In this segment of a discussion with @gavinmeenan, I talk about whether or not eating organic produce makes a difference for health.

Health benefits are robustly associated with the consumption of fruits and vegetables, period, regardless of whether they are organic or conventional (PMID: 25073782).

Furthermore, even organic produce contains pesticides; these pesticides are simply approved for organic use. Some organic pesticides, especially copper sulfate, are exceptionally toxic (see: There is no strong evidence that organic pesticides are less toxic than pesticides used for conventional crops.

Although some studies have found higher urinary concentrations of conventional pesticides in people eating conventional produce, these concentrations are trace amounts and consistent with safe use (PMID: 30765100).

In particular, toxicology studies conducted on animals identify a cutoff for the intake at which negative effects are seen, then the regulatory agencies will set the cutoff for maximum consumption in humans at 10,000 lower. This ensures that these compounds are safe for human consumption with a large margin of error. So although pesticide residues are found in the urine, these residues are thousands of times lower than can exert even a modest biological effect.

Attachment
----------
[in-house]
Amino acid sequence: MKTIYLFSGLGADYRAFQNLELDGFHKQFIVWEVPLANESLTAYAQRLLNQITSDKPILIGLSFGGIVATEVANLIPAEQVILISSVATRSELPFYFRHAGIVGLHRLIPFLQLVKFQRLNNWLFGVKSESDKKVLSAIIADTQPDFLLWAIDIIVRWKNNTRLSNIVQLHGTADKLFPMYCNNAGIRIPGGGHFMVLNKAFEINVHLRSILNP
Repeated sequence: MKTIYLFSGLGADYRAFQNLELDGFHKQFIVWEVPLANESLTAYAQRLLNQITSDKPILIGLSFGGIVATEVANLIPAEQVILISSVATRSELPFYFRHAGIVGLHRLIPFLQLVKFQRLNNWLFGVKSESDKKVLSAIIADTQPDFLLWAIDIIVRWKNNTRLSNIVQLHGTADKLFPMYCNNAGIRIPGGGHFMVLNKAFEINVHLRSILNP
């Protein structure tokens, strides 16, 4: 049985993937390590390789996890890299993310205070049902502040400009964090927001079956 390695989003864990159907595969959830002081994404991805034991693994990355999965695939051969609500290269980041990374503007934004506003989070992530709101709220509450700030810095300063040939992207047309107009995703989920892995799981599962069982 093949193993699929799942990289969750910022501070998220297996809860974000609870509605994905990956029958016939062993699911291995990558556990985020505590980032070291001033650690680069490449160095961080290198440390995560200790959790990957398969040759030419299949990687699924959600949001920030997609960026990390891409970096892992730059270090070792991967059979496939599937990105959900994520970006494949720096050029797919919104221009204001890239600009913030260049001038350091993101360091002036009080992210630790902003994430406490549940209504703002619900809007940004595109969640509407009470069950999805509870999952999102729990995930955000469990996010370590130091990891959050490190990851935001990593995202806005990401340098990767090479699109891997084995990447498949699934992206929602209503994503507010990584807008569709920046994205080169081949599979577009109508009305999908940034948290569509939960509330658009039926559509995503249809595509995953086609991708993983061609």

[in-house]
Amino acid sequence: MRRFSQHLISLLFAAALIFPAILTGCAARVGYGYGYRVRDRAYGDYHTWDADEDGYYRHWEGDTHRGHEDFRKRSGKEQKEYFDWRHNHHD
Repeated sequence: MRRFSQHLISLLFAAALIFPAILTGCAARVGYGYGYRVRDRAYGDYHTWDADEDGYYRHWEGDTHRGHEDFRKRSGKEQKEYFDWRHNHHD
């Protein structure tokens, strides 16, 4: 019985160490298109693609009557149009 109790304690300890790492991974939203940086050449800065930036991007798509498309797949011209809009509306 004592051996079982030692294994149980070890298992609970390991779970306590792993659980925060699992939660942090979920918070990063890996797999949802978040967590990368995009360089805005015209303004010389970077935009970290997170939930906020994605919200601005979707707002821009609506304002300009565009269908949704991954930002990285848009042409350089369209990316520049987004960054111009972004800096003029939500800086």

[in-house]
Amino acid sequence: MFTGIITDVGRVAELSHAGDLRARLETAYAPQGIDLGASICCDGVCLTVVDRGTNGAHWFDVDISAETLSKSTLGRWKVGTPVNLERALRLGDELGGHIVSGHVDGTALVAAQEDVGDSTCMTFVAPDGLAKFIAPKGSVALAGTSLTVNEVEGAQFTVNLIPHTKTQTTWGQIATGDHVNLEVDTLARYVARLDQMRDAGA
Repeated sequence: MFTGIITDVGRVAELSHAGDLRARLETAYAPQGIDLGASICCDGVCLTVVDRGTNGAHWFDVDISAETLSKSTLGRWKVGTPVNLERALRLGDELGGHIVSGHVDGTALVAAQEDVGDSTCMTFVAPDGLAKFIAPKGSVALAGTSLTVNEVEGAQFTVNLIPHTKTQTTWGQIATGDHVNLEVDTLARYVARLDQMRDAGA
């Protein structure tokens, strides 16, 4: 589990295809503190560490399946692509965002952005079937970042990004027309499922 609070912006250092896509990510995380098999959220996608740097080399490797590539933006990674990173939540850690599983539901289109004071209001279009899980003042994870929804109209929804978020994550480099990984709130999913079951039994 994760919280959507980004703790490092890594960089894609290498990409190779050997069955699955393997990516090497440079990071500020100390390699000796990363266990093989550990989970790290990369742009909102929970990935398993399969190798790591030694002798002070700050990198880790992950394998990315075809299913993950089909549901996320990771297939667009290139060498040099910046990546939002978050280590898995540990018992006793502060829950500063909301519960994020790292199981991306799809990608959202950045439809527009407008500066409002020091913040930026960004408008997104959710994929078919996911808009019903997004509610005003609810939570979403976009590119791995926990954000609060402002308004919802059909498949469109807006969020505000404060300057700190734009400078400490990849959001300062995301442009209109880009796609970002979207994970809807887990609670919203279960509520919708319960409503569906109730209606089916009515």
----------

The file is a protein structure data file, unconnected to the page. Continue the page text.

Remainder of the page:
Correspondingly, no measurable biological effect has ever been shown at the current intakes of conventional pesticides. Although in principle it may be produce a negligible health benefit (one that has never been measured) to eat organic produce over conventional, the cost tradeoff is substantial and large; the benefits almost certainly do not justify the costs.

Importantly, studies have shown that low-income shoppers who hear stories about the dangers of pesticides are more likely to forgo purchasing produce altogether, which almost certainly has a negative effect on health (doi:10.1097/NT.0000000000000176).

For more episodes and health-related information, find me on Youtube, Spotify, and Apple Podcasts at THE KEVIN BASS SHOW.

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